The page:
THE Philippines is well on its way to be a cashless nation, results of a survey claims. Findings from the PayPal study titled “Digital Payments: Thinking beyond Transactions” revealed about 175 of 700 Philippines-based people polled (25 percent) said that traditional (physical credit card, bank transfer/Internet banking, checks, etc.) and new methods are now their primary options of payment. “In fact, one-third of consumer respondents in the Philippines have already starting transacting without cash,” the survey said.
“Transparent tracking of money flow, improved transaction efficiencies, unlocking new business models and the creation of more economic channels are just a few ways digital payments drive economic opportunity for both consumers and businesses,” Rahul Shinghal, PayPal’s general manager for Southeast Asia, said.
Shinghal believes that opportunity is specifically present among millennial consumers and small businesses.
SMALL businesses lay claim to half of the world’s GDP and have a huge impact on sustainable economic growth, according to Shinghal.
Citing an article from the university press affiliated with the Massachusetts Institute of Technology (MIT), Shinghal said these small businesses collectively employ two-thirds of the global workforce, forming the bedrock of any burgeoning economy.
“Perhaps most ironically, their meteoric rise is the single most compelling threat to big multinational corporations these days,” he wrote for the BusinessMirror. “In Southeast Asia, one of the most entrepreneurial regions in the world and the fastest growing regional economy in the next century, we are also seeing a rise in small businesses and some 3.5 million self-employed.”
According to Shinghal, PayPal is currently seeing a rise in the number of Filipinos starting their own businesses or embarking on freelancing work.
“One of the main catalysts that have led to the rise of small businesses in this part of the world is the rapid proliferation of fintech [financial technology] that helps entrepreneurs to simplify and negate complex financial services in their pursuits of their business goals,” Shinghal said. “This is especially so for a market like the Philippines, where almost half of the country’s workforce are millennials.”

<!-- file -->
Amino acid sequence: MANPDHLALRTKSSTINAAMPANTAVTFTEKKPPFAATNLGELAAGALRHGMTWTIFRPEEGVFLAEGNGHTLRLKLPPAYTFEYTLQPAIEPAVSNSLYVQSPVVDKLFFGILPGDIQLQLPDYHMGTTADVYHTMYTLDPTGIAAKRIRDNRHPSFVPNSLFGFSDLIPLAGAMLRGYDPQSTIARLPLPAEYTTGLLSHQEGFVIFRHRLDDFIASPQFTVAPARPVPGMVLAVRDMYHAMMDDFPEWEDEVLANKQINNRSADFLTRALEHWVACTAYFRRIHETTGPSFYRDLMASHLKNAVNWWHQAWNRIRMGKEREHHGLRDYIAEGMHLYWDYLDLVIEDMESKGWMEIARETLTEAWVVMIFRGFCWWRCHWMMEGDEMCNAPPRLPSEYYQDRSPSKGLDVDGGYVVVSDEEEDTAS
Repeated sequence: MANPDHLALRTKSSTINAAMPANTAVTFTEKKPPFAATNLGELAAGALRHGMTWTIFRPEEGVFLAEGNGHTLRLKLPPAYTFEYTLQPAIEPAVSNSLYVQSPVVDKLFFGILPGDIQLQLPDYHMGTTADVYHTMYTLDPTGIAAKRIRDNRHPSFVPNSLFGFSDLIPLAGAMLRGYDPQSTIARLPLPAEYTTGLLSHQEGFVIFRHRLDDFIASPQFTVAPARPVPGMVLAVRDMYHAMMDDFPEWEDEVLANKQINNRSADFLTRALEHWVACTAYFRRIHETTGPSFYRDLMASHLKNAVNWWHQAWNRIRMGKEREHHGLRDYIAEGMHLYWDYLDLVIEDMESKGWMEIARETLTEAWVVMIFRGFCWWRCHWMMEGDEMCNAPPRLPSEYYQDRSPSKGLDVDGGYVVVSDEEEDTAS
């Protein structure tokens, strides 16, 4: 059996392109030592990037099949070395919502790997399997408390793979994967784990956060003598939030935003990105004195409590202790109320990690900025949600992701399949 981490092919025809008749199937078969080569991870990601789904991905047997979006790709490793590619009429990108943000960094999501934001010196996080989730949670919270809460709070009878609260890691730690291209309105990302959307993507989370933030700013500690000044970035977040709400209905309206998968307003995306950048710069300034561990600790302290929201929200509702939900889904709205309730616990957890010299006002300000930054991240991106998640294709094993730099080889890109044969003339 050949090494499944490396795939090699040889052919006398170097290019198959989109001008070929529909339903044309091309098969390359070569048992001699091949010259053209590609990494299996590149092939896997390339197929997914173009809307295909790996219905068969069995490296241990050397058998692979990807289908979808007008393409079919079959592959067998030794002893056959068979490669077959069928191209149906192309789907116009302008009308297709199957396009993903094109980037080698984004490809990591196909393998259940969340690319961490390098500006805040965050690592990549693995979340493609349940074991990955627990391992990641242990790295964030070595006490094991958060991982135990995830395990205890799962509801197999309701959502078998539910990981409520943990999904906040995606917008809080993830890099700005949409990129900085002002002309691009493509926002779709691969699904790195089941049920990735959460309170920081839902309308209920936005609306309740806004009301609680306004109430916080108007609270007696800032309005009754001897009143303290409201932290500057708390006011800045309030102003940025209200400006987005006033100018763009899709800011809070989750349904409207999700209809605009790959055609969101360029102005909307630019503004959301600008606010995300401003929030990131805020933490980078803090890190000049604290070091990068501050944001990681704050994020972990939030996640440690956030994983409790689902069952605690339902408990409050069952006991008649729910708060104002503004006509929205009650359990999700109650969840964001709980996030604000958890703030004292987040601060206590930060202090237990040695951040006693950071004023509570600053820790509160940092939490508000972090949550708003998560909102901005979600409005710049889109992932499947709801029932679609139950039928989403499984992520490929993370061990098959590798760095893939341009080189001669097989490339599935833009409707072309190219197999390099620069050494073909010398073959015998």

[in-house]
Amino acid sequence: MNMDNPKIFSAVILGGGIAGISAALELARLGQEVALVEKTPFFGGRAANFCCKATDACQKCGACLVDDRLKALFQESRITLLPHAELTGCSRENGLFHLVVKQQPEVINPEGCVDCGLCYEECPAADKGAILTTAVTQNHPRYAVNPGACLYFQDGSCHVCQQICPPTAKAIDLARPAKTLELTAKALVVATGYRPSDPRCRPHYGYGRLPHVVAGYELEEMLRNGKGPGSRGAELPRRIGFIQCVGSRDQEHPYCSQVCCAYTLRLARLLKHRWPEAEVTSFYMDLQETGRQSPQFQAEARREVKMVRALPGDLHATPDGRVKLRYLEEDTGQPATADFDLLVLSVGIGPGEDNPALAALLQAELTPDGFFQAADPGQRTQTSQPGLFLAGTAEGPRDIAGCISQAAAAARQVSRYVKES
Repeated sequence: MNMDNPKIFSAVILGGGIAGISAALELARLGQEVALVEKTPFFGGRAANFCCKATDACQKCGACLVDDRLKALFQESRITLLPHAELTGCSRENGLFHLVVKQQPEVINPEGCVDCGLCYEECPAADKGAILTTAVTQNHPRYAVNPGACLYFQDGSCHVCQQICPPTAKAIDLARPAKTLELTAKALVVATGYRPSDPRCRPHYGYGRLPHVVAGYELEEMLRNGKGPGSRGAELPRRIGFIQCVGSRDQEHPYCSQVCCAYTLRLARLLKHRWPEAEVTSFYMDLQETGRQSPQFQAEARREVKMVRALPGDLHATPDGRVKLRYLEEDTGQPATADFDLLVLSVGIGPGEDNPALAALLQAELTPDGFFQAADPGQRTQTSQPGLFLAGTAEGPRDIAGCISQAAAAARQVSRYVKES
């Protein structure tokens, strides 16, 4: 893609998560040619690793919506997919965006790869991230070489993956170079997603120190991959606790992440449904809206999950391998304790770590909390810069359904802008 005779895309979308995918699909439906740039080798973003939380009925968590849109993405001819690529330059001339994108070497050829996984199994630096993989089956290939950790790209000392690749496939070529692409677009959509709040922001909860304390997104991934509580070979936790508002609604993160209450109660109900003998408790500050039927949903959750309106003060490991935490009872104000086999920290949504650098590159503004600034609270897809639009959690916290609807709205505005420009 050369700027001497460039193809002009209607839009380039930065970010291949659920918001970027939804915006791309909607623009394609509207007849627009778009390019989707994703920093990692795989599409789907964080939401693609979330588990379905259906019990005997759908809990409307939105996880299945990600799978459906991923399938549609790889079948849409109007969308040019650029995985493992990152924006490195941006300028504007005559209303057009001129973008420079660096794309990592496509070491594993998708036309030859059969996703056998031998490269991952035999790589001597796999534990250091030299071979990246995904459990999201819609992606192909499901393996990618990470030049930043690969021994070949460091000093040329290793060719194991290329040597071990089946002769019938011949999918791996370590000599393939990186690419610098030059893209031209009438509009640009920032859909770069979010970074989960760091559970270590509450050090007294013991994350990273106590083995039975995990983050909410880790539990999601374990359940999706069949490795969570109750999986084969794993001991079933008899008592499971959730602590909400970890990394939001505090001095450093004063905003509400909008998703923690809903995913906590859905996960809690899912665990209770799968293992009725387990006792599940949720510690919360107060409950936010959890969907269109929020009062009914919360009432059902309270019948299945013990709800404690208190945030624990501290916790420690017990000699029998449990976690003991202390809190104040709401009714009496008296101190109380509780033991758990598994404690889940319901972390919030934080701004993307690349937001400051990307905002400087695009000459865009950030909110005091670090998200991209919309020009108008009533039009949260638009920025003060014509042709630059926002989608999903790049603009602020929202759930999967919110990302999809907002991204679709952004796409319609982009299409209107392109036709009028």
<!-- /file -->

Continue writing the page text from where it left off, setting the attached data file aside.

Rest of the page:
ONE of these fintechs is Mynt, a subsidiary of Globe Telecom Inc.
Albert Tinio, president of GCash, the micropayment service company of Mynt, believes that ordinary Filipinos can now avail themselves of affordable financial products and services like mobile banking, remittance, insurance, loans and credit as the use of technology and innovation continues to be more pervasive in the Philippines.
“There is really a dire need for financial inclusion in the country since many Filipinos still do not have bank accounts as well as access to formal lending and credit,” Tinio said. “But due to fintech innovations, even those in remote areas can already take advantage of a wide range of financial services available in the market today.”
According to Tinio, about 70 percent of Filipinos do not have bank accounts or any formal means to save money, while 90 percent of Filipinos do not have a credit score, making it difficult for them to secure a loan. It also forces some individuals to turn to informal lenders which charge interest rates of as high as 20 percent, he added.
Moreover, 40 percent of cities and municipalities do not have physical banks, thus, residents have to spend a lot of time, effort and money to get to the nearest bank, Tinio explained.
ACCORDING to PayPal, digital payments offer not just convenience and a more secure way to pay, but also provides consumers with more options.
Most of the respondents (74 percent) in their research cited convenience as a reason to use digital payments. Another 57 percent said it was because of the lower processing and transaction fees they received when using digital payments.
“Interestingly, 27 percent of respondents prefer new payment options because of the increased amount of promotions they received as compared to 23 percent who use traditional methods and 12 percent who use cash.”
The study also revealed that digital payments have provided consumers with the tools to better manage their finances, particularly one of the most challenging financial issues faced by consumers: bill payments. Among those surveyed, 54 percent of consumers who rely on cash have difficulties managing their bills and credit payments compared to a smaller proportion (29 percent) of digital payments users. The ability to track payments, pay instantly, and the choice of payment methods can be a boon to managing consumers’ cash flow and their financial health.